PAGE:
The Role and Jurisdiction of the World Court of Human Rights

The World Court of Human Rights (the Court, or the WCHR) is designed to adjudicate selected, qualifying, human rights cases in which judicial review is sought by affected individuals, or classes of individuals, who are found by the Court to have standing. The cases which are accepted for adjudication by the Court will be decided, in part, in accordance with the United Nations human rights-related conventions, and their case law, all of which have evolved from the United Nations' December 10, 1948 Universal Declaration of Human Rights (UDHR).  The cases before the Court will also be adjudicated in accordance with the broader body of regional human rights conventions, and their case law, and in accordance with generally accepted human rights custom, practice, jurisprudence and scholarship.  The work of the Court will create a consistent and comprehensive body of substantive human rights law, through a uniform and efficient global judicial process.  In so doing, the WCHR will promote worldwide awareness of, respect for, and compliance with, the ever-evolving "world law" of human rights.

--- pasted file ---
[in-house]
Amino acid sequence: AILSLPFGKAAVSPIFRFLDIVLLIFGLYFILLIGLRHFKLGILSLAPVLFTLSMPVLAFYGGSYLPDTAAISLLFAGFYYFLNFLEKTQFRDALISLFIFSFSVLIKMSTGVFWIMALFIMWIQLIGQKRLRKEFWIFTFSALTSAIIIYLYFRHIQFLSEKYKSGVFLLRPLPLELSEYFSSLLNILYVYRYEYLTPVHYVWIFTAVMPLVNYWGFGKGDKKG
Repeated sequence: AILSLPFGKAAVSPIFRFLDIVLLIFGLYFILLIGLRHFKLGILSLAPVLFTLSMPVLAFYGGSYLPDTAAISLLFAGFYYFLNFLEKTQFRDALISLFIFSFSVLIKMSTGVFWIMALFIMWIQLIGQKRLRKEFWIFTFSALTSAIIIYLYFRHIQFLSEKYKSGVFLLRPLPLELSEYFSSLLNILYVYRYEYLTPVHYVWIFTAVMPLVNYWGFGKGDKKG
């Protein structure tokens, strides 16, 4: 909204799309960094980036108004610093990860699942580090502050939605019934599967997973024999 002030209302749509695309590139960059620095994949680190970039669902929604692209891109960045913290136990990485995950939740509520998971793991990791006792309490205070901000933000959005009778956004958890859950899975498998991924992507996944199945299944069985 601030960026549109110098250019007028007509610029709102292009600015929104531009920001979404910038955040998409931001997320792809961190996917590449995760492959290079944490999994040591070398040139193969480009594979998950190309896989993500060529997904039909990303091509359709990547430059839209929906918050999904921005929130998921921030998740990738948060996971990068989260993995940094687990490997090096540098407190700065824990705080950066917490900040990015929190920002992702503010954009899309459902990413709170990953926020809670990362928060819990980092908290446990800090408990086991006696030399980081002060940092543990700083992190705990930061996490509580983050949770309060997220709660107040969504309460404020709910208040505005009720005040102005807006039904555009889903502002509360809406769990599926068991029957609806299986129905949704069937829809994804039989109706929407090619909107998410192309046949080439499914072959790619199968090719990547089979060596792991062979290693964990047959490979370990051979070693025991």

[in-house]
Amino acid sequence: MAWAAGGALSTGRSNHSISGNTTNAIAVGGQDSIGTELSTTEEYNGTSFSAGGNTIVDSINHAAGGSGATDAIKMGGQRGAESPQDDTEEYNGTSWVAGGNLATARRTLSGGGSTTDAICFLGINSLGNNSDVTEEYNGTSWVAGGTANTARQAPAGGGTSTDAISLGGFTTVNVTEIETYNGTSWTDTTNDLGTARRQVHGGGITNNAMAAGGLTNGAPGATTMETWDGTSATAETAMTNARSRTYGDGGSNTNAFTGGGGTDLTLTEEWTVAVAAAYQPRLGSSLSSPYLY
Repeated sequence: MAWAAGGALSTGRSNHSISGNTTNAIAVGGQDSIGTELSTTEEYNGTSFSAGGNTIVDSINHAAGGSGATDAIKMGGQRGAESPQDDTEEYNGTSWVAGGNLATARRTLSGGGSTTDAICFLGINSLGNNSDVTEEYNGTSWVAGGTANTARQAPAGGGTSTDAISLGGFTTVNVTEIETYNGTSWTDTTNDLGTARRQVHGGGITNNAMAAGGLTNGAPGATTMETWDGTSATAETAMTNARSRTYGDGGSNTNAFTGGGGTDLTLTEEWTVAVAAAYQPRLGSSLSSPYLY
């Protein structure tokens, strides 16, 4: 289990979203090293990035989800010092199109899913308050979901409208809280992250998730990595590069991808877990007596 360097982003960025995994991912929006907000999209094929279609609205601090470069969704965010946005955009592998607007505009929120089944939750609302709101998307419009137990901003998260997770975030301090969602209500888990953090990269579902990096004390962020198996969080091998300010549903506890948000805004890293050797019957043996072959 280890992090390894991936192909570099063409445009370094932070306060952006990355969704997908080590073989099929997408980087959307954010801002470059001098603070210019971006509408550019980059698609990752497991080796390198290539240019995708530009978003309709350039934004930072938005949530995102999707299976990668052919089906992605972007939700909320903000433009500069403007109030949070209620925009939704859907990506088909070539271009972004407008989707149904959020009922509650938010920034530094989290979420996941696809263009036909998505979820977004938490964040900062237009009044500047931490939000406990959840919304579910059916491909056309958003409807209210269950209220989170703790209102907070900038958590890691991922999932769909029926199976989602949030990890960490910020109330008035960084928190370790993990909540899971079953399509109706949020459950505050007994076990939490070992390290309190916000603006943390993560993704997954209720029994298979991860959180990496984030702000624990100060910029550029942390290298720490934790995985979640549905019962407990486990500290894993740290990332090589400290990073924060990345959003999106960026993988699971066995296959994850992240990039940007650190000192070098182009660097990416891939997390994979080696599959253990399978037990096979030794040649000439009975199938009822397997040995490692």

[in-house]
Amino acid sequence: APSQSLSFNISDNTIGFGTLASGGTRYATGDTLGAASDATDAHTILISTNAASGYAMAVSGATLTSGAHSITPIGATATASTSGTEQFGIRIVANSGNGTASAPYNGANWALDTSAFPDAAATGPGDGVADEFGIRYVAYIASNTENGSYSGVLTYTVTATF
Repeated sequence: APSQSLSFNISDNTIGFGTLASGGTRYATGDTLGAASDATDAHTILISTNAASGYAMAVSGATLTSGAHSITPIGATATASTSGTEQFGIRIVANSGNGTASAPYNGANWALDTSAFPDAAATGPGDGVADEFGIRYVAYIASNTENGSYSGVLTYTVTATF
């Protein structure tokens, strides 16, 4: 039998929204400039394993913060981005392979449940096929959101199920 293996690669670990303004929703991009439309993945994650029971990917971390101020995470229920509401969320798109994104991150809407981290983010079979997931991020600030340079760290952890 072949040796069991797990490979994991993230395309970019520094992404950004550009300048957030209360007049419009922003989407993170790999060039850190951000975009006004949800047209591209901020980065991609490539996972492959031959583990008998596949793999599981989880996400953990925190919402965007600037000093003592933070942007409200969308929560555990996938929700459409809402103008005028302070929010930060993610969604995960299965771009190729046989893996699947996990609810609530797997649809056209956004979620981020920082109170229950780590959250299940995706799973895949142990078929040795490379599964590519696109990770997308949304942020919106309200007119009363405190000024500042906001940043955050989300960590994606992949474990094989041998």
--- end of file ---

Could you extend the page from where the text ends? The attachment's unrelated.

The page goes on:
A Brief History of the Project